Boiler Room Pedagogy

[This text was originally published in AREA Chicago #6 in June 2008]

The ailing Chicago Public Schools have a vestige of hope in its efforts to close the achievement gap and raise test scores across-the-board. It’s the data-driven model of assessing schools and is powered by a software system called COMPSTAT. It’s a portmanteau of the words “compare” and “statistics” and those two words dominate the process. This is another one of Chicago’s attempts at trying out a new program and evaluating its effectiveness. If successful, it will then be exported to other cities, making Chicago appear as a ground-breaking force in education. Programs that do not see quick, visible gains are discarded and forgotten, like the Chicago Reading Initiative.

The program is comprised of three major components: school performance classification system, program of rewards and sanctions, and a communications plan. The schools are first given specific benchmarks to attain in regards to standardized test scores. Principals are called into meetings with the board of education where individual school’s test scores are compared. Some schools will receive carrots; others sticks. A communications plan is then to be implemented to clue in teachers, administrators, and the public at large at the findings. This seems to be the step ignored by the Chicago Public Schools as there is little transparency in the program.

In interviews, Arne Duncan (Chief Executive of Chicago Public Schools) has compared school principals to CEOs. Under the COMPSTAT system, the principals become de facto CEOs who are rated by the numbers. Students, regardless of previous education and home environment, become plots on a graph like the sales of widgets. The principals who sell the least widgets find themselves under the gun to improve, using any available means.

Perhaps Duncan was thinking about his days as an basketball star in Australia, pressured by his coach to score more points or find himself traded. However, Duncan did not invent the program. In fact, the program was not intended to rate students and curriculum; rather criminals and nefarious activity. The New York City Police Department, under Mayor Rudy Giuliani used this program to evaluate and compare crime statistics in the city’s various police precincts. Crime, at least on the books, has indeed gone down in NYC since its implementation. Between 1990 and 2001, crime has dropped by 73.6% in the Big Apple.

Once one looks deeper into the data, there are some troubling caveats. In the year 2002, representatives from Mayor Michael Bloomberg‘s office boasted a 10% drop in aggravated assaults in NYC. This was the year he took office, the same year that the city government’s website reported the number of assault victims either hospitalized or treated in emergency rooms shot up 6 percent from the year before. Statistics can be selected to show which narrative more effectively proves the point of narrator. Certain planks of the big picture can be obfuscated and real solutions will be eluded.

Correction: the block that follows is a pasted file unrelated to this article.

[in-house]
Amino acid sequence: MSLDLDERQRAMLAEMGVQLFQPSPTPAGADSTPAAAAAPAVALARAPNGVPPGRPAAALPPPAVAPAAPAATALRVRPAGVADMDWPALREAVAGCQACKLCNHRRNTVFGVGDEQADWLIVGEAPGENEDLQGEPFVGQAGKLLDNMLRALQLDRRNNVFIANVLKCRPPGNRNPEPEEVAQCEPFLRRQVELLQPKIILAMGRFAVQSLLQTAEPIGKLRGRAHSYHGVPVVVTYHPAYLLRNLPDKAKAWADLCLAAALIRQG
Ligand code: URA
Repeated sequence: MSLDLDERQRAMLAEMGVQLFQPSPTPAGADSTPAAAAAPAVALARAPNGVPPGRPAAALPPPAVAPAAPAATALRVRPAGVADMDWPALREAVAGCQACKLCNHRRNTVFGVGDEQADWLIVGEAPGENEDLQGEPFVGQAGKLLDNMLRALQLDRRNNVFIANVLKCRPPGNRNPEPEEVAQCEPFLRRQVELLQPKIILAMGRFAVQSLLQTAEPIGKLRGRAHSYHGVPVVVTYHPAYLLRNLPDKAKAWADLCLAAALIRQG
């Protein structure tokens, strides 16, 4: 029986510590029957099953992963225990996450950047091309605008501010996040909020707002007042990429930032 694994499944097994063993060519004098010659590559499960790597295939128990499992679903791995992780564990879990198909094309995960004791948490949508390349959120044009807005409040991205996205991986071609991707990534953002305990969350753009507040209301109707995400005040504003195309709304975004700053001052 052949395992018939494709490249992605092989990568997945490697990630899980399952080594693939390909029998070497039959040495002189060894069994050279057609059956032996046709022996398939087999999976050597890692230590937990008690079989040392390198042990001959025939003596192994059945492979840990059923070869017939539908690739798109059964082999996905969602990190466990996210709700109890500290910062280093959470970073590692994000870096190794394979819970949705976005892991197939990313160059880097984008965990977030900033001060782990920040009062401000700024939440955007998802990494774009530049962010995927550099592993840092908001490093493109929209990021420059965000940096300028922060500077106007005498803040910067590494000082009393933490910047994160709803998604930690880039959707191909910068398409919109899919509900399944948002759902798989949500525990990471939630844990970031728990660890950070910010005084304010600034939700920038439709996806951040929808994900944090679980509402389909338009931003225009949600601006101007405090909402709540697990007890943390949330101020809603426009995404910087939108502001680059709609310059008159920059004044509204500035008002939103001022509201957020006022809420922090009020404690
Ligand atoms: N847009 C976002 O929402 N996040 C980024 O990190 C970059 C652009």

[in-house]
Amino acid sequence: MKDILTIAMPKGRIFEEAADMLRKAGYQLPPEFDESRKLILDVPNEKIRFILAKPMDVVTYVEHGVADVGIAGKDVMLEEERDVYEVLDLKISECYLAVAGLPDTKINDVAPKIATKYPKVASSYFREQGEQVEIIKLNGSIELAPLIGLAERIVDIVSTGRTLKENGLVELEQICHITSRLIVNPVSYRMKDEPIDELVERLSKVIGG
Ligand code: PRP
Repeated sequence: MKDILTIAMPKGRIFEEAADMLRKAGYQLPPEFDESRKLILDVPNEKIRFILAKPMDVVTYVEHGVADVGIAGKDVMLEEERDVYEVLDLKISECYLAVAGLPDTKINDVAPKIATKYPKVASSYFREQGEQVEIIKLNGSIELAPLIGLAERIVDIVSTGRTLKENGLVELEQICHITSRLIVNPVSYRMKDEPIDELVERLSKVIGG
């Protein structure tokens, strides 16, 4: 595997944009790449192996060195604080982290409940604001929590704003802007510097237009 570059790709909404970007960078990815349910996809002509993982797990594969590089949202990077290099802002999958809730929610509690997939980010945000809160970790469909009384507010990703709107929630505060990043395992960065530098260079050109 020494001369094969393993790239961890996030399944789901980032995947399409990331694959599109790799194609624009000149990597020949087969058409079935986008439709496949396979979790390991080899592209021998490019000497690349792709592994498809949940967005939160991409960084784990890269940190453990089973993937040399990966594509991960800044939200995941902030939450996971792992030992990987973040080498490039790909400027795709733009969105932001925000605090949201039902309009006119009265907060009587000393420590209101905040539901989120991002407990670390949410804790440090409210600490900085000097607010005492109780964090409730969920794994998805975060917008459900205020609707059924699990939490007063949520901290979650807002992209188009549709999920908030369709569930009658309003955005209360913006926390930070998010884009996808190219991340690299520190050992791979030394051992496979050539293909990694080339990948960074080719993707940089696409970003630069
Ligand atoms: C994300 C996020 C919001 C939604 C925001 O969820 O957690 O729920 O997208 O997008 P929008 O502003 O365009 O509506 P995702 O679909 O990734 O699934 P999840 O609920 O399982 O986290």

The justification for the program in CPS is predicated on the notion that student performance is based entirely on what is going on in the schools. The data is not disaggregated to show external factors that may be affecting these outcomes. The CPS’s COMPSTAT does not factor in the rising rates of poverty in the city and how that may effect student achievement. According to the Illinois Poverty Report, for the 2004-2005 school year, 41% of low-income students are considered below the acceptable level for reading proficiency. Only 16% of their more affluent counterparts are considered below level. Cook County has one of the highest rates of poverty in the state. Poverty and school achievement seem to be correlated, but this program is not about root causes, it’s about placing blame.

The test scores are taken at face value, and the principals are often brow-beaten for their inability to raise them. The principals then bring this pressure onto the teachers, who have to add test scores to the laundry list of concerns like grading, planning, and classroom management. This exacerbates the stress levels of teachers teaching in high-needs schools and can increase the speed in which the revolving door turns, shuffling young teachers to teach in the suburbs or leaving the profession for more lucrative employment.

The test prep materials are also costly and take funds away from the already faltering budgets of art and music programs. When these programs become unavailable, students view schools not as institutes of learning and escapes from tumultuous home lives. School becomes a work camp where they are given reading and math skills for six hours a day.

This data-driven instruction is the new snake-oil of the testing companies. Unfortunately, there is no money to be made in addressing the root causes of these problems, but vast sums of money are to be gained by addressing the symptoms. Until the focus is widened to take the whole picture in account, students will continue doing poorly and the cycle of poverty will persist. ♦


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